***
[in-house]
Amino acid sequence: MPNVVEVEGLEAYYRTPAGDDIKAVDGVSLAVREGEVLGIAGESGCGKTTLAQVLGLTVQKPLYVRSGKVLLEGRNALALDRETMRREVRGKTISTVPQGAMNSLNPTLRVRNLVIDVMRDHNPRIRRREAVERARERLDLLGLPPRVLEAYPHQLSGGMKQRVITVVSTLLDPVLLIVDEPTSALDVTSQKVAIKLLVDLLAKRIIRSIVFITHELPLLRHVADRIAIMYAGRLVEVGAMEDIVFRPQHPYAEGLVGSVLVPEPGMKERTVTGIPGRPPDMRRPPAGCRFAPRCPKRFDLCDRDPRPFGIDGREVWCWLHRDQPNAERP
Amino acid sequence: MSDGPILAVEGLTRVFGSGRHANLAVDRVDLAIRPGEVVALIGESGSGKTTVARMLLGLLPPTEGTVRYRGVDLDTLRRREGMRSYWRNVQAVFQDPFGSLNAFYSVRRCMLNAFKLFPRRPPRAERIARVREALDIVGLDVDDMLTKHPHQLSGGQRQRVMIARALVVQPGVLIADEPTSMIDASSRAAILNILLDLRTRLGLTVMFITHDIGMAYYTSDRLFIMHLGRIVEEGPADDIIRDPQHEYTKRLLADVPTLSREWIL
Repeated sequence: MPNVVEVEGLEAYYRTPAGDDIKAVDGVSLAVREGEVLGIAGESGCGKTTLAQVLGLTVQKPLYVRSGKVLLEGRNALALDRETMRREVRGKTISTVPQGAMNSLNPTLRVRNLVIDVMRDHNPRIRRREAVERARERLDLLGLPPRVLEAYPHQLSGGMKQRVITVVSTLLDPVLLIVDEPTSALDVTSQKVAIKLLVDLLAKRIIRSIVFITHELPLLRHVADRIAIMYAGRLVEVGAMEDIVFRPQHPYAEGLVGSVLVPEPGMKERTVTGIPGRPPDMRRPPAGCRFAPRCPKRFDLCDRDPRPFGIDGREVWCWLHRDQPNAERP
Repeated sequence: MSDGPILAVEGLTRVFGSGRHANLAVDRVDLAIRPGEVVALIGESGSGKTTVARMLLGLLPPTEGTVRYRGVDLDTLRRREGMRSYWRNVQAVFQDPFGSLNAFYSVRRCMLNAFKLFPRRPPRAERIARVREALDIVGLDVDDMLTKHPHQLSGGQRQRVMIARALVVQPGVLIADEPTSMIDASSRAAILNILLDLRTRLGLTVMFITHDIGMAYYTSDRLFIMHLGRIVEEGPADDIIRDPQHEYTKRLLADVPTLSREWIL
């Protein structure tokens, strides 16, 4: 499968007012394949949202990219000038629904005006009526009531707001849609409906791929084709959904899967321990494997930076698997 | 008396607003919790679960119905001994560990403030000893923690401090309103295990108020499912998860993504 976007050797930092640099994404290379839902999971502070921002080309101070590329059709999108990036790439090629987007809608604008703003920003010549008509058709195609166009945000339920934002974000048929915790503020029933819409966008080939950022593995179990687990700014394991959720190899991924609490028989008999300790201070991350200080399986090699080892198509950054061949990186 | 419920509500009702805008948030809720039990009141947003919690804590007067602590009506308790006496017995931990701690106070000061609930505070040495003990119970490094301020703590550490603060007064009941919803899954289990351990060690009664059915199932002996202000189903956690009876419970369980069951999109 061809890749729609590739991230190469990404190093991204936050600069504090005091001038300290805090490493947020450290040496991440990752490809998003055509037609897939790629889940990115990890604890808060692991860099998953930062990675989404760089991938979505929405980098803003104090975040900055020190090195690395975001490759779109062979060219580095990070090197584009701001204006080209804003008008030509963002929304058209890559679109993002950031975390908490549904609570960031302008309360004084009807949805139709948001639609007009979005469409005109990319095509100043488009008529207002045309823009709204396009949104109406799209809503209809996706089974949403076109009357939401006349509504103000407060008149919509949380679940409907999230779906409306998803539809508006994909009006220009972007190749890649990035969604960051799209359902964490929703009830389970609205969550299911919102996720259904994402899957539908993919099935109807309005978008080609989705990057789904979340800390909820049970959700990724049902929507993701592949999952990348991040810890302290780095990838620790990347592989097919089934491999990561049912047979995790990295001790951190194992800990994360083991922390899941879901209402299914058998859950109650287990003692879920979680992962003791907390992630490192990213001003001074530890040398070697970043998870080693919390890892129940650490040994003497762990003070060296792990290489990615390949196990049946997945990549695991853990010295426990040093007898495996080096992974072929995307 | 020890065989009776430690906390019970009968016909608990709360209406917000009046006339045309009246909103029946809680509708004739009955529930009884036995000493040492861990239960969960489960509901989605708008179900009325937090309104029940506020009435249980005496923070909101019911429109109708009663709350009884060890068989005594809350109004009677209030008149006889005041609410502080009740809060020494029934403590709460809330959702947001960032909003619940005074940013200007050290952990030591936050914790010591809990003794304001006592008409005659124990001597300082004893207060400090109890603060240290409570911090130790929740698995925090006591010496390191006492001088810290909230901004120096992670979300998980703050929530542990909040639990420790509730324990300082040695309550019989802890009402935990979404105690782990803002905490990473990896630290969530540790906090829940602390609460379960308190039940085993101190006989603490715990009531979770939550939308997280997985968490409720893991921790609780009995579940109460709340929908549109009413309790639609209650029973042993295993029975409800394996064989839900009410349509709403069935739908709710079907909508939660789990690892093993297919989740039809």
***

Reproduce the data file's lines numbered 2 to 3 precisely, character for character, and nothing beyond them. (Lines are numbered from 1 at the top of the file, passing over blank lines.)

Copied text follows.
Amino acid sequence: MPNVVEVEGLEAYYRTPAGDDIKAVDGVSLAVREGEVLGIAGESGCGKTTLAQVLGLTVQKPLYVRSGKVLLEGRNALALDRETMRREVRGKTISTVPQGAMNSLNPTLRVRNLVIDVMRDHNPRIRRREAVERARERLDLLGLPPRVLEAYPHQLSGGMKQRVITVVSTLLDPVLLIVDEPTSALDVTSQKVAIKLLVDLLAKRIIRSIVFITHELPLLRHVADRIAIMYAGRLVEVGAMEDIVFRPQHPYAEGLVGSVLVPEPGMKERTVTGIPGRPPDMRRPPAGCRFAPRCPKRFDLCDRDPRPFGIDGREVWCWLHRDQPNAERP
Amino acid sequence: MSDGPILAVEGLTRVFGSGRHANLAVDRVDLAIRPGEVVALIGESGSGKTTVARMLLGLLPPTEGTVRYRGVDLDTLRRREGMRSYWRNVQAVFQDPFGSLNAFYSVRRCMLNAFKLFPRRPPRAERIARVREALDIVGLDVDDMLTKHPHQLSGGQRQRVMIARALVVQPGVLIADEPTSMIDASSRAAILNILLDLRTRLGLTVMFITHDIGMAYYTSDRLFIMHLGRIVEEGPADDIIRDPQHEYTKRLLADVPTLSREWIL